City of Whitehorse staff can now begin drawing up the documents needed for a tender on the new city hall and transit hub downtown.
Whitehorse city council voted June 7 to authorize administration to move forward with the procurement on the building along with passing the first two readings of a bylaw that will add another $3.9 million to the budget for the project, bringing the total up to $24.7 million.
Before voting with the rest of council in favour of moving forward, Coun. Dan Boyd confirmed with staff the city is on track financially this year. A full financial report is anticipated to be out in the next few weeks.
The plans for the building would see the older section of city hall and the fire hall at the Second and Steele Street site demolished with a new services building/city hall and transit hub built by late 2023/early 2024. The newer section of city hall — built in 1987 — will remain, but there will be some renovations.
It’s expected Steele Street, from Second Avenue to Front Street, will be reduced to one-way only with the portion closest to city hall closed to allow for the building and a public area that will be landscaped. The city’s cenotaph will also be moved from Second Avenue to the Steele Street side with just one public entrance into the building on the Steele Street side.
The transit hub will be located on the Second Avenue side and allow for indoor seating and public washrooms. There could also be plans for transit users to eventually be able to buy tickets and check on-screen transit schedules in the hub.
The plans are part of the city’s larger building consolidation project which is seeing city staff moved to new and renovated city buildings around town. It has also seen the opening of the operations building off Range Road, a new downtown fire hall and will see parks and recreation staff moved to the former transit building in Marwell. The city’s former fire hall at the city hall site is now closed, as is the Municipal Services Building on Fourth Avenue.
“The services building, as a component of the overall building consolidation project concept, was planned to provide for core administrative and public counter services located primarily at the services building (city hall), with city operations located primarily at the new operations building,” an earlier report to council reads. “Each building has been designed based on those primary objectives.”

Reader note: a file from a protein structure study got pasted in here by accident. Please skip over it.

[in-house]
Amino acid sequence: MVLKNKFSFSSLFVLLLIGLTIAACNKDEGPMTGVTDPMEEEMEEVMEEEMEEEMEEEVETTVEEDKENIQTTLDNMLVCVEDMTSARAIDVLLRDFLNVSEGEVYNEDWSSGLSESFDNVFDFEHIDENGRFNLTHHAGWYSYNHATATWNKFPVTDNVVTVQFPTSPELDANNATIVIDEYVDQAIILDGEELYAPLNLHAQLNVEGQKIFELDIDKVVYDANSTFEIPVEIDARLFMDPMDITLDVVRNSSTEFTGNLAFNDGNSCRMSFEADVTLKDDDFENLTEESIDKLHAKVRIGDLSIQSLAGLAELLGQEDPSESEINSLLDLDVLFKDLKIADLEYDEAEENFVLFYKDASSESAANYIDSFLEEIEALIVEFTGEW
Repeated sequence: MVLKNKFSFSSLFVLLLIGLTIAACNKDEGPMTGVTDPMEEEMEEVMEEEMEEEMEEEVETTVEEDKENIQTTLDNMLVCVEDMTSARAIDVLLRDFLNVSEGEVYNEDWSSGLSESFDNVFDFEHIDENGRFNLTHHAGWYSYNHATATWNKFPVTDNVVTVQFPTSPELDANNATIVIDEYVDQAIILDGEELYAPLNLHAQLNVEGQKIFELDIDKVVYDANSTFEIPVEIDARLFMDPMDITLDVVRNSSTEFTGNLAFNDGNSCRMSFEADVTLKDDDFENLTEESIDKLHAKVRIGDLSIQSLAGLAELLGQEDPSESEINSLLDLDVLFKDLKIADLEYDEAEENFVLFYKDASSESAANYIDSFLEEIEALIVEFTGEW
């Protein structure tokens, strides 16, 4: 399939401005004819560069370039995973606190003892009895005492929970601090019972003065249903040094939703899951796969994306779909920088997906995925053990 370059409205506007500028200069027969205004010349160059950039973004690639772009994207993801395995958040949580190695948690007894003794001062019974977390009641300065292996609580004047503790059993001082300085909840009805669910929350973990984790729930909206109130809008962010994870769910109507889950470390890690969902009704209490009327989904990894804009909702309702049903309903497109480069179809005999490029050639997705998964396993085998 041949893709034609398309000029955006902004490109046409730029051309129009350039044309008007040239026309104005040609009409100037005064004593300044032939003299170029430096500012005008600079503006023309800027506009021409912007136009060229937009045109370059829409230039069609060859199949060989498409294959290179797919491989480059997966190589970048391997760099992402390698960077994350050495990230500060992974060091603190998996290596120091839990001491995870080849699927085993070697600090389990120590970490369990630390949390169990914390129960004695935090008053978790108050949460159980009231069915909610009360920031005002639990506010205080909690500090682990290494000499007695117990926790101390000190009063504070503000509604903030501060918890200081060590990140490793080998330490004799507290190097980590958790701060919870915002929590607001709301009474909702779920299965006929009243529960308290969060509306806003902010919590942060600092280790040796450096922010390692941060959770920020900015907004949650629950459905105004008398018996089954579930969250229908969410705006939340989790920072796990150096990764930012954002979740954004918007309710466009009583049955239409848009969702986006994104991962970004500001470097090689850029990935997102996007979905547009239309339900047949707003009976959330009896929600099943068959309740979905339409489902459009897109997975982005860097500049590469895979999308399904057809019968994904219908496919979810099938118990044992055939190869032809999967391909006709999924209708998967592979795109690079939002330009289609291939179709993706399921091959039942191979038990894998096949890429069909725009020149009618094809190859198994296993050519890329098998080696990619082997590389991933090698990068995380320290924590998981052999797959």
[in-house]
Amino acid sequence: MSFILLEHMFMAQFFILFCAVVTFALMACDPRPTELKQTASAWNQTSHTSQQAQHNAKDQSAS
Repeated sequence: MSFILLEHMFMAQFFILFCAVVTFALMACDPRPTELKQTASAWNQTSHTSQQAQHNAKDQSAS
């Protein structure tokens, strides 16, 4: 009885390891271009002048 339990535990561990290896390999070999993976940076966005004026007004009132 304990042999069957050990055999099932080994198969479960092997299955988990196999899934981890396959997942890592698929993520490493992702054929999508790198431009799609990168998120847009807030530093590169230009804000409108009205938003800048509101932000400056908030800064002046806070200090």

In voicing his support to move forward with the project, Coun. Samson Hartland pointed out the closure of the Municipal Services Building could eventually lead to more housing once the land is released for sale.
With financial support coming from the federal and territorial governments and a clear need to replace the building with staff cramped and the city continuing to grow, Hartland said he would support the budget change and going ahead with the tender.
“It’s time,” he said.
Hartland also pointed to plans for possibly a number of Mayday trees to grace the property, in stating his support.
While the Mayday tree next to city hall on Steele Street will be brought down as it is nearing the end of its life, the city is working to come up with a plan that will incorporate clippings from the tree to grow on the grounds and possibly other locations around the city.
In an emailed statement, city spokesperson Myles Dolphin said the city is exploring a variety of options for the tree clippings. When a decision has been made – expected in a few weeks – the public will be informed, he said.
With approval now in place for city staff to proceed with procurement and third reading of the budget change scheduled to come forward June 28, it’s expected the tender will be released in late summer.
As it was noted in an earlier report to council though: “This represents a best-case scenario and has been developed to recognize the upcoming municipal election period, the federal funding program criteria, consultant capacity to expedite design and tender materials and key required approvals to meet the overall timeline.”
Hartland made it clear in his comments that he wants to see the territory’s business incentive program applied to the contract to help ensure local hiring.
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